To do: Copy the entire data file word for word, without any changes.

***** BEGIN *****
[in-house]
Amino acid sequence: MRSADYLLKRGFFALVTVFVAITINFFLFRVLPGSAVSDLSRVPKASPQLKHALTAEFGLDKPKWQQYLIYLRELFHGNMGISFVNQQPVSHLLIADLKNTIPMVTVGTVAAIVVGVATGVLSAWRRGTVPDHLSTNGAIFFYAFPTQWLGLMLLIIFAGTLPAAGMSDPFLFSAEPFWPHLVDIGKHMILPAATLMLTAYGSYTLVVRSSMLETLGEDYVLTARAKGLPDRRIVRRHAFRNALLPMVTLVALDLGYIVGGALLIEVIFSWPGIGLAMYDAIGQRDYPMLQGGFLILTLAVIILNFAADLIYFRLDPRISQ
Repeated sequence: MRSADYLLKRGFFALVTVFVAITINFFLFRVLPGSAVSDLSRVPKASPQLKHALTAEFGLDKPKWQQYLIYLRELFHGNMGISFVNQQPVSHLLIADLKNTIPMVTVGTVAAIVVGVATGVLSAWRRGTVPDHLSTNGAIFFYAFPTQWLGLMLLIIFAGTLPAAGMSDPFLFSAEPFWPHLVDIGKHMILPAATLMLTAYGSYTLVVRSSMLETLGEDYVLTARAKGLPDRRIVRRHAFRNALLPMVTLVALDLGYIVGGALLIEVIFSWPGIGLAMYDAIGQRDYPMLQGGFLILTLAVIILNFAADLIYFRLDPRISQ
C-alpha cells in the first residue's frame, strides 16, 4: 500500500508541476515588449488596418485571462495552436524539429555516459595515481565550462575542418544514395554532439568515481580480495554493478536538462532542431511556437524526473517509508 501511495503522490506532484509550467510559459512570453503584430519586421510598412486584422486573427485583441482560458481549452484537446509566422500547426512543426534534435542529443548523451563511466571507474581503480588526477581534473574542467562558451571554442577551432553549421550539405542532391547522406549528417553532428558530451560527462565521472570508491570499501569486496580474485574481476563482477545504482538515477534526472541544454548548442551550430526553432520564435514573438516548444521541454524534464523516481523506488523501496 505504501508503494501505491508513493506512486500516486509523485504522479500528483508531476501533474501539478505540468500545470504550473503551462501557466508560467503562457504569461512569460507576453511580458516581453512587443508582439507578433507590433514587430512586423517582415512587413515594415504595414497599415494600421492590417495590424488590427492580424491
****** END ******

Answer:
[in-house]
Amino acid sequence: MRSADYLLKRGFFALVTVFVAITINFFLFRVLPGSAVSDLSRVPKASPQLKHALTAEFGLDKPKWQQYLIYLRELFHGNMGISFVNQQPVSHLLIADLKNTIPMVTVGTVAAIVVGVATGVLSAWRRGTVPDHLSTNGAIFFYAFPTQWLGLMLLIIFAGTLPAAGMSDPFLFSAEPFWPHLVDIGKHMILPAATLMLTAYGSYTLVVRSSMLETLGEDYVLTARAKGLPDRRIVRRHAFRNALLPMVTLVALDLGYIVGGALLIEVIFSWPGIGLAMYDAIGQRDYPMLQGGFLILTLAVIILNFAADLIYFRLDPRISQ
Repeated sequence: MRSADYLLKRGFFALVTVFVAITINFFLFRVLPGSAVSDLSRVPKASPQLKHALTAEFGLDKPKWQQYLIYLRELFHGNMGISFVNQQPVSHLLIADLKNTIPMVTVGTVAAIVVGVATGVLSAWRRGTVPDHLSTNGAIFFYAFPTQWLGLMLLIIFAGTLPAAGMSDPFLFSAEPFWPHLVDIGKHMILPAATLMLTAYGSYTLVVRSSMLETLGEDYVLTARAKGLPDRRIVRRHAFRNALLPMVTLVALDLGYIVGGALLIEVIFSWPGIGLAMYDAIGQRDYPMLQGGFLILTLAVIILNFAADLIYFRLDPRISQ
C-alpha cells in the first residue's frame, strides 16, 4: 500500500508541476515588449488596418485571462495552436524539429555516459595515481565550462575542418544514395554532439568515481580480495554493478536538462532542431511556437524526473517509508 501511495503522490506532484509550467510559459512570453503584430519586421510598412486584422486573427485583441482560458481549452484537446509566422500547426512543426534534435542529443548523451563511466571507474581503480588526477581534473574542467562558451571554442577551432553549421550539405542532391547522406549528417553532428558530451560527462565521472570508491570499501569486496580474485574481476563482477545504482538515477534526472541544454548548442551550430526553432520564435514573438516548444521541454524534464523516481523506488523501496 505504501508503494501505491508513493506512486500516486509523485504522479500528483508531476501533474501539478505540468500545470504550473503551462501557466508560467503562457504569461512569460507576453511580458516581453512587443508582439507578433507590433514587430512586423517582415512587413515594415504595414497599415494600421492590417495590424488590427492580424491